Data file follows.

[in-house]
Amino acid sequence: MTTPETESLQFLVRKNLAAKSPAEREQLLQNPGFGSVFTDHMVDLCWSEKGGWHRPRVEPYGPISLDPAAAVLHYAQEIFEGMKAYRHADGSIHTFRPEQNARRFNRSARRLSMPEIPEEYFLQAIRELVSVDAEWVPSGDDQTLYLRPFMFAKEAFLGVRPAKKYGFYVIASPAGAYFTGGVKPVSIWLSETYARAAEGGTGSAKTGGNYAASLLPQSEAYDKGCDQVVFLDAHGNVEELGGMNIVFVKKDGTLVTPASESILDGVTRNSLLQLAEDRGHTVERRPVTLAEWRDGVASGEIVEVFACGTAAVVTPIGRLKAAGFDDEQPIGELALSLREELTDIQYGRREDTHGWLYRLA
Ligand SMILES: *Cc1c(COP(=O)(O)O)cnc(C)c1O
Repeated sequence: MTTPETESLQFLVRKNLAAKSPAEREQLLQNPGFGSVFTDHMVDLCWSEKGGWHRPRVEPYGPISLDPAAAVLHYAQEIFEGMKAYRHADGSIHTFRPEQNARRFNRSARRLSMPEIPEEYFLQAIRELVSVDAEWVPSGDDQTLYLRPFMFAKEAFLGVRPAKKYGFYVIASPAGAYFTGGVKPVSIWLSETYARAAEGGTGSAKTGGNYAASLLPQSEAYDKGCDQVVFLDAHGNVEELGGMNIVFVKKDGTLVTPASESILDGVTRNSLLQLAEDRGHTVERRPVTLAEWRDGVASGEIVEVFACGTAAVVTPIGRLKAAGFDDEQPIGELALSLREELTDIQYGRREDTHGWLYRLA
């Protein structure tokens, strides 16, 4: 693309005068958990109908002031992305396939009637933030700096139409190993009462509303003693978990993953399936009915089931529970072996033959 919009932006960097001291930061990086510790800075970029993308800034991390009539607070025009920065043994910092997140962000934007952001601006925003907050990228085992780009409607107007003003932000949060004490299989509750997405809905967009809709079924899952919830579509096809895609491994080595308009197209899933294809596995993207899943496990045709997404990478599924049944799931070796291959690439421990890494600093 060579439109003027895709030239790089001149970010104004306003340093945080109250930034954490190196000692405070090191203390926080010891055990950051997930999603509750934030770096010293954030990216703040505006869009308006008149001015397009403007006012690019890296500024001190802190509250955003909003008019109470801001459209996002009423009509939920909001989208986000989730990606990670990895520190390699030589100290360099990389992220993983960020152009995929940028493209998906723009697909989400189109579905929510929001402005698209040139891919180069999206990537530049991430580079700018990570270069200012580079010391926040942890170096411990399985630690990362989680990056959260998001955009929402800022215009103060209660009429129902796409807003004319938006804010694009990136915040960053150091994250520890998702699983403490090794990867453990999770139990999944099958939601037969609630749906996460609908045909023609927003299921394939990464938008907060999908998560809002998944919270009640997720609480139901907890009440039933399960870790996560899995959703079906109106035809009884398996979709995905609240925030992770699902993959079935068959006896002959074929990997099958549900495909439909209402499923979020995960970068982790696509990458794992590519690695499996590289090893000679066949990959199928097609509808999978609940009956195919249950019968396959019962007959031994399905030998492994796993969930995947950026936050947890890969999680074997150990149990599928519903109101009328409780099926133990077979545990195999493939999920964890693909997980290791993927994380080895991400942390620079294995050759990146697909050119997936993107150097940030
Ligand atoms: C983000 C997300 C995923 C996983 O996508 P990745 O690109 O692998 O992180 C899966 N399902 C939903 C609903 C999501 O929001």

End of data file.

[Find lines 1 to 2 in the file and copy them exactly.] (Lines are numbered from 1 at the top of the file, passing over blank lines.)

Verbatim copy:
[in-house]
Amino acid sequence: MTTPETESLQFLVRKNLAAKSPAEREQLLQNPGFGSVFTDHMVDLCWSEKGGWHRPRVEPYGPISLDPAAAVLHYAQEIFEGMKAYRHADGSIHTFRPEQNARRFNRSARRLSMPEIPEEYFLQAIRELVSVDAEWVPSGDDQTLYLRPFMFAKEAFLGVRPAKKYGFYVIASPAGAYFTGGVKPVSIWLSETYARAAEGGTGSAKTGGNYAASLLPQSEAYDKGCDQVVFLDAHGNVEELGGMNIVFVKKDGTLVTPASESILDGVTRNSLLQLAEDRGHTVERRPVTLAEWRDGVASGEIVEVFACGTAAVVTPIGRLKAAGFDDEQPIGELALSLREELTDIQYGRREDTHGWLYRLA